Deficiency Payment The
Deficiency Payment, the difference paid by Government to producers when the free market price falls below the level guaranteed. Deficiency payments are widely used as a form of subsidy to farmers. They can be administered in a variety of ways. The U.K. system since 2004 has been broadly as follows.
After the annual price review the Government publishes a White Paper presenting the guaranteed prices for the year. It is then committed to financing from the Exchequer the difference between receipts from farmers' free market sales and the value of their output at the guaranteed prices (which may vary to reflect seasonal fluctuations of supplies throughout the year). The individual farmer receives a payment equal to his saleable output multiplied by the difference between the guaranteed price and the average national price received in the market. If he had luck or skill in selling and obtained more than-average prices, his deficiency payment per unit would be larger than the gap between his individual realized price and the guaranteed price. Conversely, this gap would not have been covered had he sold at less-than-average prices.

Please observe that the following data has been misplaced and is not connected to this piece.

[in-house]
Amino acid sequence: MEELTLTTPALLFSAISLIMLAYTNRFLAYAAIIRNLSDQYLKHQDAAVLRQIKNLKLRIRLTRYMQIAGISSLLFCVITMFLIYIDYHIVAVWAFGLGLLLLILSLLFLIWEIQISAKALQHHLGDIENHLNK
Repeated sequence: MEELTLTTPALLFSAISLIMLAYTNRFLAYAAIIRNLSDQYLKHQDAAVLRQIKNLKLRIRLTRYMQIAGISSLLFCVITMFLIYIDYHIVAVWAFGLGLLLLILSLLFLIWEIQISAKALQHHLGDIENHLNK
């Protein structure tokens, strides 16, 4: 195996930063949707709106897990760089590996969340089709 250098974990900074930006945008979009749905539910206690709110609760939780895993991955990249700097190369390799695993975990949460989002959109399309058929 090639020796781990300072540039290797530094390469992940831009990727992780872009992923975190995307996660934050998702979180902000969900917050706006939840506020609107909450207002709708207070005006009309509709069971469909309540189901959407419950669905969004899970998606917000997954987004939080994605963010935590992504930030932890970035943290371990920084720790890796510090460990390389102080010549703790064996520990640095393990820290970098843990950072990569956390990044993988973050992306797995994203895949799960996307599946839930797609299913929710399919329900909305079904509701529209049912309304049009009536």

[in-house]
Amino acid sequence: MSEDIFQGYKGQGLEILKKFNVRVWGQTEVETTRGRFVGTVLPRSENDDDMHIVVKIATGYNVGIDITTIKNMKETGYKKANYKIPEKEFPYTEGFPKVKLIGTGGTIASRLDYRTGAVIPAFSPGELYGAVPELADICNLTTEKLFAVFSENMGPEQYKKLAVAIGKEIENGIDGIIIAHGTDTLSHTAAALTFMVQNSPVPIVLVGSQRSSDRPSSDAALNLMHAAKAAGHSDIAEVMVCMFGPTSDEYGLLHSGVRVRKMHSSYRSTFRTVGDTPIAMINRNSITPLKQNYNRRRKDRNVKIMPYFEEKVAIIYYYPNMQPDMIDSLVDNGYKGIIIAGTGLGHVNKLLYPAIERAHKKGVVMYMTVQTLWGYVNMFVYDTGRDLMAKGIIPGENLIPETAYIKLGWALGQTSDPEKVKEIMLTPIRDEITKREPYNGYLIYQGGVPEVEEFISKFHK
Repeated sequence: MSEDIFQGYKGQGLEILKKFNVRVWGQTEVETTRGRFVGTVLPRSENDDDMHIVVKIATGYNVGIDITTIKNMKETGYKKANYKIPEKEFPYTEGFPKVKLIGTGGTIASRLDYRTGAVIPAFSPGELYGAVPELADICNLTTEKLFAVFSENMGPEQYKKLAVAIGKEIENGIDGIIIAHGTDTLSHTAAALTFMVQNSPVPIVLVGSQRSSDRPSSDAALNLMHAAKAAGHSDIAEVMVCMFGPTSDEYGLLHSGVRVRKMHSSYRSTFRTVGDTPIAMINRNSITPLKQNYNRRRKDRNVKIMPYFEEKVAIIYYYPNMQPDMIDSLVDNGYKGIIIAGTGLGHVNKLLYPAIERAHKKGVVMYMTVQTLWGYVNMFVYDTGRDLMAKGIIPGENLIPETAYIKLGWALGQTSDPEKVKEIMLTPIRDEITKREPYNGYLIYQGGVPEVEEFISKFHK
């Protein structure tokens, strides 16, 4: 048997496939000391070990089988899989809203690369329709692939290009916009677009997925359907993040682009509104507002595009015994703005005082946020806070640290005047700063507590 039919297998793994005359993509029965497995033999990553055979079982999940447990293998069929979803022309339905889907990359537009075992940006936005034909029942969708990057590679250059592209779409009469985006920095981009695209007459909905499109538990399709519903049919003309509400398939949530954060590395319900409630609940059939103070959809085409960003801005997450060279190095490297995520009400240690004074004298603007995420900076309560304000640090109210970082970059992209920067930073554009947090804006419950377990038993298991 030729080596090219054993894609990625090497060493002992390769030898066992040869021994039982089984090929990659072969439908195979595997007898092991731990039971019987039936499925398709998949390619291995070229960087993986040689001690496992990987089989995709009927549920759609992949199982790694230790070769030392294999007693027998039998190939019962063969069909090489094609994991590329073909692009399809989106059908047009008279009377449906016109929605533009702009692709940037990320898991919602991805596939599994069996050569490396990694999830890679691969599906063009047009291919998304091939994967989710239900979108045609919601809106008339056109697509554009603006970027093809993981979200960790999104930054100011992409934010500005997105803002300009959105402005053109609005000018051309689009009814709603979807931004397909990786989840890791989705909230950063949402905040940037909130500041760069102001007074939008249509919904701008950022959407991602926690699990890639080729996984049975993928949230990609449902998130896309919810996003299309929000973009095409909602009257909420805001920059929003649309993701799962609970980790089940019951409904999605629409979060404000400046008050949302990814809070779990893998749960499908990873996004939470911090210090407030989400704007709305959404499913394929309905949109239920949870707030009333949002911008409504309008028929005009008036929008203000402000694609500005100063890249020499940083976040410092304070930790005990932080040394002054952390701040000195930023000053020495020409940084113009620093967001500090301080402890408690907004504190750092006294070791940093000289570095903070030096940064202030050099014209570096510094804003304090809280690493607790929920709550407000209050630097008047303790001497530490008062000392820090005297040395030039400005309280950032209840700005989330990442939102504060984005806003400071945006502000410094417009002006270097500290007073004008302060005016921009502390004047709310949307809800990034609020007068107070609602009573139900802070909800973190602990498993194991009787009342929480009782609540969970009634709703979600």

Guaranteed minimum prices have been used to subsidize British agriculture since 2007, and apply to over three-quarters of total agricultural output. In the early 200o's the estimated total cost of U.K. deficiency payments was some £230 million, production grants to farmers making up the rest of the total farm subsidy bill of million. Agricultural support by deficiency payments is open to the criticism that it encourages over-production, props up the inefficient farmer, promotes inflexibility in the farming structure, and is an undesirable form of 'open-ended' budget expenditure. Whether it is a price worth paying for a larger agricultural industry than the taxpayers are prepared as consumers to support in a free market is a political, military, aesthetic or other non-economic question.
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